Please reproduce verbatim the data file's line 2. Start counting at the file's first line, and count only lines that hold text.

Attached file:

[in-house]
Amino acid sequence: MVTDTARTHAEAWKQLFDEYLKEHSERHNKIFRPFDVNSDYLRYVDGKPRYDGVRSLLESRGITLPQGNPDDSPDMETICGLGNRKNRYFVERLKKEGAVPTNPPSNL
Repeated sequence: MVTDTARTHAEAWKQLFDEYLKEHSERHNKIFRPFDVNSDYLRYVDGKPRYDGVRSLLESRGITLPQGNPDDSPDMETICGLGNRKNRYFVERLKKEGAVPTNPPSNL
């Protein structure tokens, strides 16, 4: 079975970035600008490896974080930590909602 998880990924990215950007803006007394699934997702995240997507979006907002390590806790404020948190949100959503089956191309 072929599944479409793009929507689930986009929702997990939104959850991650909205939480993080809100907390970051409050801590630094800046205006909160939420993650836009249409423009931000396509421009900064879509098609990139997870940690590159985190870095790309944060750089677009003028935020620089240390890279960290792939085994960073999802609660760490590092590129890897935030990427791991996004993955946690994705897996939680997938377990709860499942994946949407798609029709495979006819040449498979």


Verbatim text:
Amino acid sequence: MVTDTARTHAEAWKQLFDEYLKEHSERHNKIFRPFDVNSDYLRYVDGKPRYDGVRSLLESRGITLPQGNPDDSPDMETICGLGNRKNRYFVERLKKEGAVPTNPPSNL